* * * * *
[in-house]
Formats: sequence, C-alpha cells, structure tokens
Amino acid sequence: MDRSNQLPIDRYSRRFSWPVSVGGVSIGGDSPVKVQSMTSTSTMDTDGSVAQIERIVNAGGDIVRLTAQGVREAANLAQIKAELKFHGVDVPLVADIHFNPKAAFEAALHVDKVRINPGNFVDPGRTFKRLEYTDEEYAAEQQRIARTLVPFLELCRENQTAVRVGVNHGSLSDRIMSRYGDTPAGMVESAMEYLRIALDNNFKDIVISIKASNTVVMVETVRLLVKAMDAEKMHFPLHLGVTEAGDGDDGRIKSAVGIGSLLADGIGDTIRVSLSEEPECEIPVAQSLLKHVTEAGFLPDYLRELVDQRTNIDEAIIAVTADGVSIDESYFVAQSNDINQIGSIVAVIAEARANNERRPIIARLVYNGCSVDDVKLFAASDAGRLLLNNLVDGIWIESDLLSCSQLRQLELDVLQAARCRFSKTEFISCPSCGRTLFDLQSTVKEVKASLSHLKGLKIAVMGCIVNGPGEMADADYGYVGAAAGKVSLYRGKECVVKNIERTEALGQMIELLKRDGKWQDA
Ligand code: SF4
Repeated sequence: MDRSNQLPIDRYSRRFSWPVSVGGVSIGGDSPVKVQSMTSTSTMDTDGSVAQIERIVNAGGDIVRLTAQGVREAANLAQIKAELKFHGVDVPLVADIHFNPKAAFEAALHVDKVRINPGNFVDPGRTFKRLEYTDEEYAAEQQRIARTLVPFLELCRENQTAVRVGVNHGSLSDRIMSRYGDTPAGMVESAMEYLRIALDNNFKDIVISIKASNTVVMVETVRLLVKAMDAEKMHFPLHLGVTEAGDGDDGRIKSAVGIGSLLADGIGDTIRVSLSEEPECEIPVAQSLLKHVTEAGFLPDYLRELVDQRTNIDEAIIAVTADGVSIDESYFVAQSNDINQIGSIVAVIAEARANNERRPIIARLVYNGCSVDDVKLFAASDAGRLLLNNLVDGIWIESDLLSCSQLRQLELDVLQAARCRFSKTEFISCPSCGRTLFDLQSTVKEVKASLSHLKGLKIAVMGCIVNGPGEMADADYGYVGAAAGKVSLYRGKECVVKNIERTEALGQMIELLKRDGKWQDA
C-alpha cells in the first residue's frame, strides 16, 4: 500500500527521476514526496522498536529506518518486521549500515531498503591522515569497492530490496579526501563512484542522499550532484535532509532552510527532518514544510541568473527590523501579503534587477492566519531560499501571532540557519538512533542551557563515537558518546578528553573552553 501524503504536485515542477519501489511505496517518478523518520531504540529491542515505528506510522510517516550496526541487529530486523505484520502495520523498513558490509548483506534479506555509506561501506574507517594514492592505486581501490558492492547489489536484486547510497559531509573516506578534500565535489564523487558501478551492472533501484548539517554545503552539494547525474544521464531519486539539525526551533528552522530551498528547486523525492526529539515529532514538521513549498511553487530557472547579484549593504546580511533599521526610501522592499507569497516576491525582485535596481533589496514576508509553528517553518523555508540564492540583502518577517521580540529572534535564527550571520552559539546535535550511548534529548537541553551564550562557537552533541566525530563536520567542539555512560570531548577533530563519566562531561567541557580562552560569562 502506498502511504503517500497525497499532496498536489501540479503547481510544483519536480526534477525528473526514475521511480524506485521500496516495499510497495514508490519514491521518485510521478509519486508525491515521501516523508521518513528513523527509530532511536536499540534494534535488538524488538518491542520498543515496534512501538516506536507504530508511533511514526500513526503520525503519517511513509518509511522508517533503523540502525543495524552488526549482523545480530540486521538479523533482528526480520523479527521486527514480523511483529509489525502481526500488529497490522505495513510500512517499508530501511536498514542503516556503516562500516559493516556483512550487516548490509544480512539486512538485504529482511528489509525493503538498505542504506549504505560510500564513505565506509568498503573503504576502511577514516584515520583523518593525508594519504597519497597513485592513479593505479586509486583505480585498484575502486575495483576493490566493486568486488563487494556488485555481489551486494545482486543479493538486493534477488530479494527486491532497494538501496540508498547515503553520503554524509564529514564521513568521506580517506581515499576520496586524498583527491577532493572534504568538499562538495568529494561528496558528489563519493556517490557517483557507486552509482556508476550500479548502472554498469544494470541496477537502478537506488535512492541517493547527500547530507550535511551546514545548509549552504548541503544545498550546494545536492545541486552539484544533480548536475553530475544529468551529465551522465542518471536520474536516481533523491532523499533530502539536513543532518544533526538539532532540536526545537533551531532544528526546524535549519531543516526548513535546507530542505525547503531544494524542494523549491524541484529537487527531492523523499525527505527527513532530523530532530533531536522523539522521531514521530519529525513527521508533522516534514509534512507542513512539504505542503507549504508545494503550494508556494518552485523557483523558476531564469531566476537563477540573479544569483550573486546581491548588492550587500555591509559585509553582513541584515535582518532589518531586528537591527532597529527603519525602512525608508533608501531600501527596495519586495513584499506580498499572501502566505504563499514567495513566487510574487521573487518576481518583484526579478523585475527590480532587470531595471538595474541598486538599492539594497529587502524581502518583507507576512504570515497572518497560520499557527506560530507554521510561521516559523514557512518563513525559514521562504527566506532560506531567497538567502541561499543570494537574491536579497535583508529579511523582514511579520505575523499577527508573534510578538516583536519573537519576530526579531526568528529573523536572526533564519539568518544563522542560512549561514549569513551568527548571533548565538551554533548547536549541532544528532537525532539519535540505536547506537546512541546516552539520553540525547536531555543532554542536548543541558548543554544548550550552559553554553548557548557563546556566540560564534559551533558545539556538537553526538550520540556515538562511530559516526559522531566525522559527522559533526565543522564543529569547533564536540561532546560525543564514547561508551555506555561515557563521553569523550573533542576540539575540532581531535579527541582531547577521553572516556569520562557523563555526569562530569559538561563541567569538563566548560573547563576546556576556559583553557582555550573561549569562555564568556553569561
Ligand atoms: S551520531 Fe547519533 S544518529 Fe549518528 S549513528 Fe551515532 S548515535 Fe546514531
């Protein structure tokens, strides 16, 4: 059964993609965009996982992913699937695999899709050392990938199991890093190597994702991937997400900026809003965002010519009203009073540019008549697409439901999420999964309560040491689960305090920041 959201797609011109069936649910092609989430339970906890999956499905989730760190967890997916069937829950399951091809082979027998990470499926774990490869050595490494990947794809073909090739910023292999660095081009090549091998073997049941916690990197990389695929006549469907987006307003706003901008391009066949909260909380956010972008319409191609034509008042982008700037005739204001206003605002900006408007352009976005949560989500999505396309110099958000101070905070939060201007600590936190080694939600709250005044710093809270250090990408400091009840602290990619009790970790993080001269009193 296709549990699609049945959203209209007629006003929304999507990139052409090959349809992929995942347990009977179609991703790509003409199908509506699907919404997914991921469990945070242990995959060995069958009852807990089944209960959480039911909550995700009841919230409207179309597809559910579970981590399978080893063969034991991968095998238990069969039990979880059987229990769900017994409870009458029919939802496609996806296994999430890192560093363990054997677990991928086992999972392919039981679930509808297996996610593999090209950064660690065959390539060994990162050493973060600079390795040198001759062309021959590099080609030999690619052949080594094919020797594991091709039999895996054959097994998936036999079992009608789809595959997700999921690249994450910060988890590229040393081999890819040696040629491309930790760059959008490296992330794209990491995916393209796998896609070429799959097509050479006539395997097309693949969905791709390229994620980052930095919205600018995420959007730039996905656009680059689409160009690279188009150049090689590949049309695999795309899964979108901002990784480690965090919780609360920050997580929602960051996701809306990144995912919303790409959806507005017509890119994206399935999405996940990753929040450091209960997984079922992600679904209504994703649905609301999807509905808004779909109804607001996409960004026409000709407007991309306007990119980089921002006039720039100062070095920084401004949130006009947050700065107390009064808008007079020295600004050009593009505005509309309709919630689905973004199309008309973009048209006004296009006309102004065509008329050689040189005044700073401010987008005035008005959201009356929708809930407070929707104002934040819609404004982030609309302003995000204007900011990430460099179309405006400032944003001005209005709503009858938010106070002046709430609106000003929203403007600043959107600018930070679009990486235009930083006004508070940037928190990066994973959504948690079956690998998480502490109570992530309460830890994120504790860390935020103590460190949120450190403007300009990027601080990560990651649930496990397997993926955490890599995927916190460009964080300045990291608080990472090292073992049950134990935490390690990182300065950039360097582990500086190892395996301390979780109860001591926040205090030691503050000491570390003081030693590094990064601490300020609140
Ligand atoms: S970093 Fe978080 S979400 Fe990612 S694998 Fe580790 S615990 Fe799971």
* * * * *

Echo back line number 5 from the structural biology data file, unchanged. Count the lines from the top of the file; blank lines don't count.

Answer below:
Repeated sequence: MDRSNQLPIDRYSRRFSWPVSVGGVSIGGDSPVKVQSMTSTSTMDTDGSVAQIERIVNAGGDIVRLTAQGVREAANLAQIKAELKFHGVDVPLVADIHFNPKAAFEAALHVDKVRINPGNFVDPGRTFKRLEYTDEEYAAEQQRIARTLVPFLELCRENQTAVRVGVNHGSLSDRIMSRYGDTPAGMVESAMEYLRIALDNNFKDIVISIKASNTVVMVETVRLLVKAMDAEKMHFPLHLGVTEAGDGDDGRIKSAVGIGSLLADGIGDTIRVSLSEEPECEIPVAQSLLKHVTEAGFLPDYLRELVDQRTNIDEAIIAVTADGVSIDESYFVAQSNDINQIGSIVAVIAEARANNERRPIIARLVYNGCSVDDVKLFAASDAGRLLLNNLVDGIWIESDLLSCSQLRQLELDVLQAARCRFSKTEFISCPSCGRTLFDLQSTVKEVKASLSHLKGLKIAVMGCIVNGPGEMADADYGYVGAAAGKVSLYRGKECVVKNIERTEALGQMIELLKRDGKWQDA